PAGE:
The mysteries of math are hidden in the building blocks between basic equations to number theory. They can be exciting, fun, and sometimes scary. Let’s break the fear and find solutions to help!
Mathematic achievement levels in the schools have suffered in the last two years. It makes sense that with a lapse in regular routines that certain areas of study will flounder, yet because math is a foundational subject that leads to success in many other areas, it is not one we can ignore.
The language of mathematics has unique words that need to be understood, not just memorized. We need to understand the symbols used as well as the words to be able to succeed at calculations.
The foundation we lay in our understanding is what we build upon. So, if a portion of study is missed, the learner has a gap that will hinder all forward movement in understanding mathematics.
Can we as parents help our children get up to speed and excel in math? Absolutely! Some of the reasons learners feel that they cannot excel at math are based on emotional and mythical notions:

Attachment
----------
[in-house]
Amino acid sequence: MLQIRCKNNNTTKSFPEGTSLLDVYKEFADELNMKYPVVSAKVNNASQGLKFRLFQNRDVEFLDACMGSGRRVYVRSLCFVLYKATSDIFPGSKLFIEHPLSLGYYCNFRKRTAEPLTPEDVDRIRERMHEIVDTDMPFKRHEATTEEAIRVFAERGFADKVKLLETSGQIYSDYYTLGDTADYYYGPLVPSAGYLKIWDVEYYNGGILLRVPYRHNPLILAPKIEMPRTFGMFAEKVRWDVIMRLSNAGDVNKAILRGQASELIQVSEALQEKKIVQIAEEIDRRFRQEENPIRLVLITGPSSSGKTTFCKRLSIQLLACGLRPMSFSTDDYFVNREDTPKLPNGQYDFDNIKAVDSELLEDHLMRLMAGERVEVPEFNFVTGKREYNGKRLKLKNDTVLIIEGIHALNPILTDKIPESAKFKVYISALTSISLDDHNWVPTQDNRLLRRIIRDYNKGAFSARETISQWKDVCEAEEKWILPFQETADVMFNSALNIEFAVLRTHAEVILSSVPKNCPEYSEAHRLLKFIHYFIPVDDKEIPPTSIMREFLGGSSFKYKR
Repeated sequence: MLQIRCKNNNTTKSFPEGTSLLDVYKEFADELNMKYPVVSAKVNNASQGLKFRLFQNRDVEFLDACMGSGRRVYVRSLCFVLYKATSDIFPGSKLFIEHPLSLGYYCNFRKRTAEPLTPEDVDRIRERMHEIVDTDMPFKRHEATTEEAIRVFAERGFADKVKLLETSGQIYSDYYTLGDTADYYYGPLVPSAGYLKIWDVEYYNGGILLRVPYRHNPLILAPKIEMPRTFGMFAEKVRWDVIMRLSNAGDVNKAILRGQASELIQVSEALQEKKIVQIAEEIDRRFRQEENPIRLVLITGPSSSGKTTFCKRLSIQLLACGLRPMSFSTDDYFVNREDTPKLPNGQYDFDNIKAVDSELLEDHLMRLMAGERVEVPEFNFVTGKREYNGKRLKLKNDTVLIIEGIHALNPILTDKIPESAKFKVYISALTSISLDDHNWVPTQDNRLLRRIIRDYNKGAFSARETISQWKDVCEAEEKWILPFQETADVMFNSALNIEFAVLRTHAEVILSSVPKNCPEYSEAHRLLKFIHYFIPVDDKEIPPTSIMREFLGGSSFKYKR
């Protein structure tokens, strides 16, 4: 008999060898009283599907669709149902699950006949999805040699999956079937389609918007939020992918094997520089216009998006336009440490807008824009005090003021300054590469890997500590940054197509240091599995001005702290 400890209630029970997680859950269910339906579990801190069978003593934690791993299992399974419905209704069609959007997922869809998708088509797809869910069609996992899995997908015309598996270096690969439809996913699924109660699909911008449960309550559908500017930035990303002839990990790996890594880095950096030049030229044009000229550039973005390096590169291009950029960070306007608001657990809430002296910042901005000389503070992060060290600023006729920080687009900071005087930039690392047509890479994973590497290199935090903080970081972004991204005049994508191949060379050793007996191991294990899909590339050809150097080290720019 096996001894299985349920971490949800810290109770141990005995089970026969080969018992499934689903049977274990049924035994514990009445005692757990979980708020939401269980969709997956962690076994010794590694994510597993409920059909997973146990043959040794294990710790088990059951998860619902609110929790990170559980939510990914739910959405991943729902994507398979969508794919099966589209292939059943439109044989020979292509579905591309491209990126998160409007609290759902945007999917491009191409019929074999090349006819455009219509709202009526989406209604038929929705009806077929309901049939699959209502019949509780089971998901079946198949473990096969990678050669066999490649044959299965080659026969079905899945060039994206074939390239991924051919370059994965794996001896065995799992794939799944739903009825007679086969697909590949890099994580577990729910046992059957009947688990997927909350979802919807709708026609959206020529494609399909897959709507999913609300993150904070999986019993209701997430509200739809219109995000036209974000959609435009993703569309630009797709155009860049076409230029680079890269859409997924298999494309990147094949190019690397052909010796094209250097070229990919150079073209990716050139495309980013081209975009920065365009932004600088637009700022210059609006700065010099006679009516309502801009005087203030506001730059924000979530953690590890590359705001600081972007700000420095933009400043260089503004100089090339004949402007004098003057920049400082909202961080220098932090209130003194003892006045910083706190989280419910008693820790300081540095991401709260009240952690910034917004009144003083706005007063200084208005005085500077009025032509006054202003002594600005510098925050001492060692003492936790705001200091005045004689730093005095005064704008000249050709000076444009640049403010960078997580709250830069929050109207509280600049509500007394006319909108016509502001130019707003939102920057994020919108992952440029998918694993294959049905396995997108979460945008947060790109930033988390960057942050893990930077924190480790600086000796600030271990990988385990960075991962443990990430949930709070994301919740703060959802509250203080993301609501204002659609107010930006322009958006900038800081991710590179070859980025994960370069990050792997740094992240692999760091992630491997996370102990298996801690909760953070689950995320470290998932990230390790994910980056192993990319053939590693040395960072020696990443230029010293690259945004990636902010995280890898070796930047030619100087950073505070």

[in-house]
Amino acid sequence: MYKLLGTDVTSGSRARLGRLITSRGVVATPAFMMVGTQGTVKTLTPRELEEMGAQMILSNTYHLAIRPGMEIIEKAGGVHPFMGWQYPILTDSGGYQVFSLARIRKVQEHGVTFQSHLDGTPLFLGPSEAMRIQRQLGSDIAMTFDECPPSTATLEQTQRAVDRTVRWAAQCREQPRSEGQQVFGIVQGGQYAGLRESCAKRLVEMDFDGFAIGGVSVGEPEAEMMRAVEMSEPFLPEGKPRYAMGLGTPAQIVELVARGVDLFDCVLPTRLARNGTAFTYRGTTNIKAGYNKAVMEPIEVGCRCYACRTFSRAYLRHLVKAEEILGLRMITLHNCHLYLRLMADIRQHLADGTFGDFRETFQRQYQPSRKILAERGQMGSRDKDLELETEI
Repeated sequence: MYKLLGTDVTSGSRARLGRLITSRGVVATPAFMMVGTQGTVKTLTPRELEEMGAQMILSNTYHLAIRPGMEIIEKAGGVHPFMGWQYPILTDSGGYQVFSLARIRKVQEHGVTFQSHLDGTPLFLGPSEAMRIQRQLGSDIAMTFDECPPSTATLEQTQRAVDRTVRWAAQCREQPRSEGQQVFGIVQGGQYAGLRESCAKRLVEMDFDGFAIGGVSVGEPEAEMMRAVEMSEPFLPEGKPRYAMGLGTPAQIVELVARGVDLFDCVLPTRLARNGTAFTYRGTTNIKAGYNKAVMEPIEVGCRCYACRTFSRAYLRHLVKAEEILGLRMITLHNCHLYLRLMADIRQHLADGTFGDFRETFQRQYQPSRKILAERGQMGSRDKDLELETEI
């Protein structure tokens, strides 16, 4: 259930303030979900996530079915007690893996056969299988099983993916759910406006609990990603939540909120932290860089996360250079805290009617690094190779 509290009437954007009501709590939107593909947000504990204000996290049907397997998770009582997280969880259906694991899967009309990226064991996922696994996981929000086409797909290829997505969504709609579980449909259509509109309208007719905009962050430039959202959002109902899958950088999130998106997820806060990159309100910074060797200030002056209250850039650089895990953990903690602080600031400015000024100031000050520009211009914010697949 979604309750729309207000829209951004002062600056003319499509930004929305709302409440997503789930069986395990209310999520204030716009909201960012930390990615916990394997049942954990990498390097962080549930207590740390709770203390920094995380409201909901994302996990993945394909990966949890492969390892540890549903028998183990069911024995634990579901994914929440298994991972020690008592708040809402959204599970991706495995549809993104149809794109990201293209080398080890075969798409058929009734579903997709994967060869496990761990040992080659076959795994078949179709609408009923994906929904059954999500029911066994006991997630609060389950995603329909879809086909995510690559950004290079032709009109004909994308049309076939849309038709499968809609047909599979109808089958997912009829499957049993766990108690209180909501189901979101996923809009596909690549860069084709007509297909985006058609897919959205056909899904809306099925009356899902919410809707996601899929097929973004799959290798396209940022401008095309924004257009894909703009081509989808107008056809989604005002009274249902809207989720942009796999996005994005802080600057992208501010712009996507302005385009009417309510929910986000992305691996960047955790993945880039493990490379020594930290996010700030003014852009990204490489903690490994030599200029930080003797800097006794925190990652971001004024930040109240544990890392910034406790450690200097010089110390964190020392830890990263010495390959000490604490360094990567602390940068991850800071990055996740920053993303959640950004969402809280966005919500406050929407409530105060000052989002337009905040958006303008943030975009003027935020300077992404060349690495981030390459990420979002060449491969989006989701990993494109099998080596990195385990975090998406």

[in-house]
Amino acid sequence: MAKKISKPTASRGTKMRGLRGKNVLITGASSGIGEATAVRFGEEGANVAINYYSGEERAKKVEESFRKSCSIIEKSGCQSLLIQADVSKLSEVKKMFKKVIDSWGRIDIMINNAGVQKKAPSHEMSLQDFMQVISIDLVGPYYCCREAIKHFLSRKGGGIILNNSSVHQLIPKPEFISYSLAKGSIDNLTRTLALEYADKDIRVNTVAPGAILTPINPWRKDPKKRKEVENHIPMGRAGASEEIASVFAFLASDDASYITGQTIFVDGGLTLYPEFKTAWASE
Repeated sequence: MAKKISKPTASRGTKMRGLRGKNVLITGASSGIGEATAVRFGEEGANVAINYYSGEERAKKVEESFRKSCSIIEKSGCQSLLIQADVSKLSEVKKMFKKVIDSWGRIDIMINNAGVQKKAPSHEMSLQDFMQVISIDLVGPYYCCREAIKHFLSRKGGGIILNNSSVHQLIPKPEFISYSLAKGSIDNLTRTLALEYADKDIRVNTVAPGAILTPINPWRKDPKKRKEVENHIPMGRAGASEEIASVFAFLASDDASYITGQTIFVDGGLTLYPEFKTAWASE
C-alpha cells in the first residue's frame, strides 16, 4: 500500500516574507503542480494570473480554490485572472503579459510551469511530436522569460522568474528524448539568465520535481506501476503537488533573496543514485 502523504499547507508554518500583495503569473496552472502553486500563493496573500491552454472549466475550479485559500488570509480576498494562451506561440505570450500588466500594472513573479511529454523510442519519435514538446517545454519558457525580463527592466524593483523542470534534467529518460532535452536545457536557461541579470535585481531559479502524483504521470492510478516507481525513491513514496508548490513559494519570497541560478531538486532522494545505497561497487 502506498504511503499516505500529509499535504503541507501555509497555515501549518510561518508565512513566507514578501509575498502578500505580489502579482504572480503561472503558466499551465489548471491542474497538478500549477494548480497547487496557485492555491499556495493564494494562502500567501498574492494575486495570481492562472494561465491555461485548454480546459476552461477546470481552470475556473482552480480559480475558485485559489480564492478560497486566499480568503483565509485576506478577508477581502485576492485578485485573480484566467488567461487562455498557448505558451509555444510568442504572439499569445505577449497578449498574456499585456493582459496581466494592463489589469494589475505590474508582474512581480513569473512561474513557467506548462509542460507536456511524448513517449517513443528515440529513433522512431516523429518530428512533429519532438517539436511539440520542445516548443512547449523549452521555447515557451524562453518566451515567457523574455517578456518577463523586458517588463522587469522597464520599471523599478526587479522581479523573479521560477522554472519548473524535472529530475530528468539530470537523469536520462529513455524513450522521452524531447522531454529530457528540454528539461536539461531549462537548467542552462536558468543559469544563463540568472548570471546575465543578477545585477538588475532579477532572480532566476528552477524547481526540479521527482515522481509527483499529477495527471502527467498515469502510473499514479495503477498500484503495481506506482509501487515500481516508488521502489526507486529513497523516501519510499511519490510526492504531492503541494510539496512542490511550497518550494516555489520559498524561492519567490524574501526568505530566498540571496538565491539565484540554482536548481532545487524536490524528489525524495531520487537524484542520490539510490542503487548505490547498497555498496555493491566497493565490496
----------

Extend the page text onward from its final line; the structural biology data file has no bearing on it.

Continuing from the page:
Myth number one, that certain people are “math” people and everyone else is left out of understanding. The reality is that some minds yearn to solve problems and are therefore more patient and persistent to learn it. The reality is that it takes “patience and persistence” from every learner. The sooner we are determined to understand it and patient when it takes several tries to get it, the faster we will learn new skills.
Myth number two, math is hard. It is a puzzle that can be fun to find the answer to and with the proper understanding it is empowering to find the solution. When the building blocks are all in place, it is logical and easy to solve.
Self-esteem and confidence play a large part. If the learner feels they are not good at math and have a low self-esteem in their abilities, they live down to their own assessment.
Familiarity - use the language and calculations in everyday life for the learner. Let them hear you calculate and estimate while shopping, cutting their pizza, sharing snacks, and doing crafts. The more they realize how often math is used daily, the more familiar and less foreign the language sounds.
Together – work with teachers and assessments to fill in the gaps. If there are gaps, the next levels become harder. It is not the student’s fault and will tear down their self-esteem even more. It is a language and needs to be taught that way.
The Children's Museum of Montana's Whizzard Academy is working with students, families, and teachers daily. We want to help make sure this generation has every opportunity to be successful and grow to their full potential.
For more information on how you can work with your child or our programs, please contact Heather or Tim at (406) 452-6661 or email@example.com.
By Sherrie Neff